Originally published on blog of Union of Concerned Scientists.
By Maria Caffrey, Climate Scientist
In early May the Bureau of Land Management (BLM) made headlines as the Trump administration announced that it will once again renew William Pendley as BLM acting director. This choice is disappointing to say the least, not to mention a potential violation of the Federal Vacancies Reform Act.
Added to this, BLM leadership has now chosen to use the current public health crisis to muffle the voices of people living near the public lands the agency is supposed to protect, this time in New Mexico. BLM recently announced a plan to proceed with oil and gas extraction in northern New Mexico, including in an area near Chaco Canyon National Historical Park that they had previously reversed course on.
The agency has given the public until May 28 to voice their opinions on the project. This at a time when the Native American communities surrounding the proposed development area are dealing with the physical health and economic damage of coronavirus at rates far greater than the rest of the US, while at the same time waiting for vital but delayed federal aid.
The timing of this choice also seems exceptional given that oil and gas prices recently hit rock-bottom, prompting many to ask why BLM is in such a hurry to give away our resources so cheaply?
COVID-19 has been a challenge to us all. This novel coronavirus has required all industries to reassess how they conduct business as we learn to adapt to new social distancing measures; however, it is important that any adaptation measures are designed equitably.
BLM recently announced that public hearings for many upcoming projects will now be done virtually, but this effort to reduce social gatherings significantly excludes key stakeholders who do not have access to broadband internet. And when this issue was pointed out to BLM all they could offer was that people could instead email their protests, which still requires internet access.
Why doesn’t BLM choose to delay their public hearings? Why is it so urgent that we extract these resources now without giving those without internet access a chance to discuss the ramifications of the matter at a later date?
New Mexico is presently home to 23 Native American tribes, many of whom have been hit hard by coronavirus. They are particularly vulnerable as many of these communities have higher rates of underlying medical conditions such as asthma, diabetes, and chronic obstructive pulmonary disease. Couple this with the fact that less than half of households on tribal lands have access to broadband service and it becomes clear that choosing to only hold public hearings virtually is a very effective way to exclude those who can’t leave their homes.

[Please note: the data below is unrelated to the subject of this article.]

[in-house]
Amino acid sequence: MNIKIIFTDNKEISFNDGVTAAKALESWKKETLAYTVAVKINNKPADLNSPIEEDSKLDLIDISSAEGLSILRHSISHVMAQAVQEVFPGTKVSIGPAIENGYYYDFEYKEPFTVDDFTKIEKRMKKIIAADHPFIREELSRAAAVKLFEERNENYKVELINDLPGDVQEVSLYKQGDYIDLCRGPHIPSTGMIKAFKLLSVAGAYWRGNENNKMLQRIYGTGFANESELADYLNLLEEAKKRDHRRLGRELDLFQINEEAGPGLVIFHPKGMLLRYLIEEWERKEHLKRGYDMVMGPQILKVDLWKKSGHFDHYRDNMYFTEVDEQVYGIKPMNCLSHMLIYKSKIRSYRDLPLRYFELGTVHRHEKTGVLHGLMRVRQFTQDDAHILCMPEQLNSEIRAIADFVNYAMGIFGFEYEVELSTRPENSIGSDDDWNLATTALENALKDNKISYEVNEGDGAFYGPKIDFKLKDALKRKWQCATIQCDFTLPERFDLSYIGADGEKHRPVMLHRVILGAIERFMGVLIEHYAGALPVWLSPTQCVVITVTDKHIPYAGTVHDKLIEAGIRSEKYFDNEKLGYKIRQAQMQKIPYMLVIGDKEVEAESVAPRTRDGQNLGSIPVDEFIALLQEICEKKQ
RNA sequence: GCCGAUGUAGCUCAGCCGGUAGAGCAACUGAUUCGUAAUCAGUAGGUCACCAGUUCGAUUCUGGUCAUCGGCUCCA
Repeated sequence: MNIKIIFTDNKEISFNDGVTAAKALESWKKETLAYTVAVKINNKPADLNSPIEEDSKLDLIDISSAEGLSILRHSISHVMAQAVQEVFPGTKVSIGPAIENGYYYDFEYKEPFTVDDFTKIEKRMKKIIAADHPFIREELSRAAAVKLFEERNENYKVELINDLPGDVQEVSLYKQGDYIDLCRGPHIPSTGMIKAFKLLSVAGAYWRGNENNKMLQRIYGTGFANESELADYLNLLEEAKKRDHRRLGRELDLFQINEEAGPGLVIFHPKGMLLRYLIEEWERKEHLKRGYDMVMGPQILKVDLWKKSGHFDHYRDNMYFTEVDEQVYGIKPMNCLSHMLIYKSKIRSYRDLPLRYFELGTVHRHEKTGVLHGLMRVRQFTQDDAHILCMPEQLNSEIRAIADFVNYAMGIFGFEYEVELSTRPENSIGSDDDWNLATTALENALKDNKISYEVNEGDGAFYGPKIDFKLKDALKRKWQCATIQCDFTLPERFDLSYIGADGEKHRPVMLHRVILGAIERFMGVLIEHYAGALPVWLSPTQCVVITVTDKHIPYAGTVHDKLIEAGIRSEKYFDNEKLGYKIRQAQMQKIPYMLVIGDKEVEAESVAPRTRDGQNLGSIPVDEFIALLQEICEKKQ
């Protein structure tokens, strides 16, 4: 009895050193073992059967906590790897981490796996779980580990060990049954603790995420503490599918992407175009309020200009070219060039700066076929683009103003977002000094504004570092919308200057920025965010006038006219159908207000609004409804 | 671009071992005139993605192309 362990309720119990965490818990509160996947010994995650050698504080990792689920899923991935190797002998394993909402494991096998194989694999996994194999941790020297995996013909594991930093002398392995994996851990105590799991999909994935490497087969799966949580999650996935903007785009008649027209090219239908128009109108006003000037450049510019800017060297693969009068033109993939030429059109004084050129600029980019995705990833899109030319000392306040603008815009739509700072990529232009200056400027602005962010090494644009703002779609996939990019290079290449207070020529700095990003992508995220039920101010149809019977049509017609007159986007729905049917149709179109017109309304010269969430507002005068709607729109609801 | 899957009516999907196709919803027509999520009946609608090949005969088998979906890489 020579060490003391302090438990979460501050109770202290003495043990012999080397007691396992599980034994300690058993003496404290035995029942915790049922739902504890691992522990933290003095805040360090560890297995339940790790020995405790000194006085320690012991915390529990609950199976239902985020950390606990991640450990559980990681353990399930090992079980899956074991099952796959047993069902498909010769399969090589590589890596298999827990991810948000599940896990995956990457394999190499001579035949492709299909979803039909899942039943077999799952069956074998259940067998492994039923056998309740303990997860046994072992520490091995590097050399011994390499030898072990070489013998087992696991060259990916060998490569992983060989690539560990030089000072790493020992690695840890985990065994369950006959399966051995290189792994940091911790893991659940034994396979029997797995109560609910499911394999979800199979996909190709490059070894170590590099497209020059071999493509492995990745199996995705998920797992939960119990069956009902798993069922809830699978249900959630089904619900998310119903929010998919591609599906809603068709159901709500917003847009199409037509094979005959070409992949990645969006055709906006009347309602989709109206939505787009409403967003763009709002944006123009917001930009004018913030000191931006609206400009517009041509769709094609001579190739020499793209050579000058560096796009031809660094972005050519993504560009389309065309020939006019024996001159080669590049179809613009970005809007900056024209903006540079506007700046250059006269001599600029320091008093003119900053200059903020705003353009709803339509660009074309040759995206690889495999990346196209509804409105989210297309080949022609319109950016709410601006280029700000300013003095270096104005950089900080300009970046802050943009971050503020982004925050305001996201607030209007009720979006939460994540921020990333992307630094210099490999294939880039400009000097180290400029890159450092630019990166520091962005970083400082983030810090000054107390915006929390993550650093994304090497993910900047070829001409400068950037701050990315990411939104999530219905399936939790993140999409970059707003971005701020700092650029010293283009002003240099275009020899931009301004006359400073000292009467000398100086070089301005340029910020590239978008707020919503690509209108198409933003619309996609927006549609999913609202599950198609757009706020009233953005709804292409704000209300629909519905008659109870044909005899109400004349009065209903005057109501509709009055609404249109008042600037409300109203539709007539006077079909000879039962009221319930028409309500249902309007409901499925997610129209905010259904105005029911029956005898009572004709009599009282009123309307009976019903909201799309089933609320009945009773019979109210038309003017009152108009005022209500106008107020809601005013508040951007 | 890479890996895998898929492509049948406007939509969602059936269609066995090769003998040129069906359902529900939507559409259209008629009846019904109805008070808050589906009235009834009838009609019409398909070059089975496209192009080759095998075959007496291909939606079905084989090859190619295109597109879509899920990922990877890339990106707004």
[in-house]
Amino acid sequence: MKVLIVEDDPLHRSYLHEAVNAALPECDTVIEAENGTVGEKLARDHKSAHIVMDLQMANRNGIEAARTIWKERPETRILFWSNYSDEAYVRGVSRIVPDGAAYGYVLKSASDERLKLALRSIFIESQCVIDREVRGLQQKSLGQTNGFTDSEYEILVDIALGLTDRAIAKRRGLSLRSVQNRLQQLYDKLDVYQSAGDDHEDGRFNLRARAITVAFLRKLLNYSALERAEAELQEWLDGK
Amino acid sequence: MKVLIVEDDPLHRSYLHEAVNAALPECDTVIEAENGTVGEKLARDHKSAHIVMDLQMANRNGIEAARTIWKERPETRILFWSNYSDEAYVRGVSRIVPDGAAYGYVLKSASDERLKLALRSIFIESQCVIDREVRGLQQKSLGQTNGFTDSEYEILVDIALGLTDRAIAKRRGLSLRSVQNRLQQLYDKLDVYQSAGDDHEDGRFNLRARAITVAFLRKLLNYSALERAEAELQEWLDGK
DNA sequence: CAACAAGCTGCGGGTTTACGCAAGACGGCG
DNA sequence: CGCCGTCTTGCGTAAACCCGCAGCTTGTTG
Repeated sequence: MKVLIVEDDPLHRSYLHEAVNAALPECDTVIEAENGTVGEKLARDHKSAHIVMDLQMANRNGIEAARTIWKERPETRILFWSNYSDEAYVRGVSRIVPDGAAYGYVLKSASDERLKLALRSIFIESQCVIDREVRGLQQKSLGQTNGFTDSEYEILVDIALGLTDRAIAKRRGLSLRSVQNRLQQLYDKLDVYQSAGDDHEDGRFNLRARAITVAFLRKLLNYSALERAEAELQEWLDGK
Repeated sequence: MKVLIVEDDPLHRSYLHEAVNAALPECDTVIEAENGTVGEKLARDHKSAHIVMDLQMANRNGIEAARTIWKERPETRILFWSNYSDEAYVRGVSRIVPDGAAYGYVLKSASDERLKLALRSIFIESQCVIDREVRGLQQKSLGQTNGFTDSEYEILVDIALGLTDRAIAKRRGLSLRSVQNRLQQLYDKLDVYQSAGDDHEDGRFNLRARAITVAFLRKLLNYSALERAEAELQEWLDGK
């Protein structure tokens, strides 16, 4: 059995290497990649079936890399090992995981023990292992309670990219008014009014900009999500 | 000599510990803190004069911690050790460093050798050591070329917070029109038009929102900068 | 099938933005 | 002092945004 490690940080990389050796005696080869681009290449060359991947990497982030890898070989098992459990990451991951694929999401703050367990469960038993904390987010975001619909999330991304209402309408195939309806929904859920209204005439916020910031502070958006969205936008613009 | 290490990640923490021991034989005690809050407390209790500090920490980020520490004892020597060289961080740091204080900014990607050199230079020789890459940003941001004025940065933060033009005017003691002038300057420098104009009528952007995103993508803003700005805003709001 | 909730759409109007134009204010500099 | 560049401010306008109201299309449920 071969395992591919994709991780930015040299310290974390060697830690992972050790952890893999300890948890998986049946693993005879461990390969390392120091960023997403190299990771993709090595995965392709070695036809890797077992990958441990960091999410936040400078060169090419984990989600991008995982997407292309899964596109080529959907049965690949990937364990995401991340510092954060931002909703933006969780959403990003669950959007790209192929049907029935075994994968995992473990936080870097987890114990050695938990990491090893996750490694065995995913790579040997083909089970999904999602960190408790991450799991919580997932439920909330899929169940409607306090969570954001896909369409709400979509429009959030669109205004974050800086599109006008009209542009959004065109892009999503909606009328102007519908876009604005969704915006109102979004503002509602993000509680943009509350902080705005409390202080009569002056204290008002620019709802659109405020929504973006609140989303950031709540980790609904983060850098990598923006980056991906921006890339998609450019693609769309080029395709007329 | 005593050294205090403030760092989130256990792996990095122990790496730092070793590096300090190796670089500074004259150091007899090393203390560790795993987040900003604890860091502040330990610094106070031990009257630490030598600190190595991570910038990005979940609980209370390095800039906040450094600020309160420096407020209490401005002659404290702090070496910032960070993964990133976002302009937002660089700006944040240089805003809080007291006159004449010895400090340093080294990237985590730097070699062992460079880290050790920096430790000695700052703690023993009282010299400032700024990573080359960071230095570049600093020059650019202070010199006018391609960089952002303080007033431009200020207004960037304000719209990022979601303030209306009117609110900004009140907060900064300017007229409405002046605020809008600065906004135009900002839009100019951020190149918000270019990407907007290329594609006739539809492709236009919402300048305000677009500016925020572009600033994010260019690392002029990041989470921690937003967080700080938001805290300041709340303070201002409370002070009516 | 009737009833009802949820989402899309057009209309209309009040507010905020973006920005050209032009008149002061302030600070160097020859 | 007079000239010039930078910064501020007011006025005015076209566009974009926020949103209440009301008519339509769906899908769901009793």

And yet what choice do these communities have if they want to protect their ancestral lands from development? My colleague, Adam Markham, wrote of the intrinsic cultural value this landscape holds. The BLM’s Farmington Mancos-Gallup Management Plan for oil and gas extraction covers a vast area spanning around 4.1 million acres, including the area around Chaco Culture National Historical Park. The plan proposes up to 3200 oil and gas wells between now and 2037. BLM estimates that these wells will generate almost 280 million barrels of oil, 5 trillion cubic feet of gas, and 187 million barrels of water. BLM’s environmental impact statement predicts that 75,000 acres will be disturbed over the next two decades, 60% of which will remain disturbed by the end of the project.
Taking advantage of a public health crisis
Around 30% of New Mexico’s COVID-19 cases are people who identify as Native American, so it seems like it would be in particularly poor taste to choose this moment to push to open the tribal lands of these communities for oil and gas extraction without taking into account their full input. By exploiting the current health crisis BLM appears to be attempting to disenfranchise those from directly impacted communities who deserve a say in the decision-making process.
Mr. Pendley described his motivation for these meetings as a way to decrease their carbon footprint and “increase by orders of magnitude those able to participate in the meeting itself.” So for those of us who do have access to the internet and are not otherwise engaged, how about we take advantage of the BLM’s kind offer to attend the meetings? They offer a number of dates to attend from May 14–18 (register here to attend one). Many are calling on Acting Director Pendley to extend the public comment period until stay-at-home orders are lifted, so that all stakeholders get an equal say in the project.
The BLM’s mission is to “sustain the health, diversity, and productivity of public lands for the use and enjoyment of present and future generations.” I question how this helps present and future generations to use a public health crisis to push an intensive fossil-fuel extraction agenda, especially at a time when US crude oil is trading at near record low prices. I plan to attend one of these meetings and let BLM know my thoughts on this matter.
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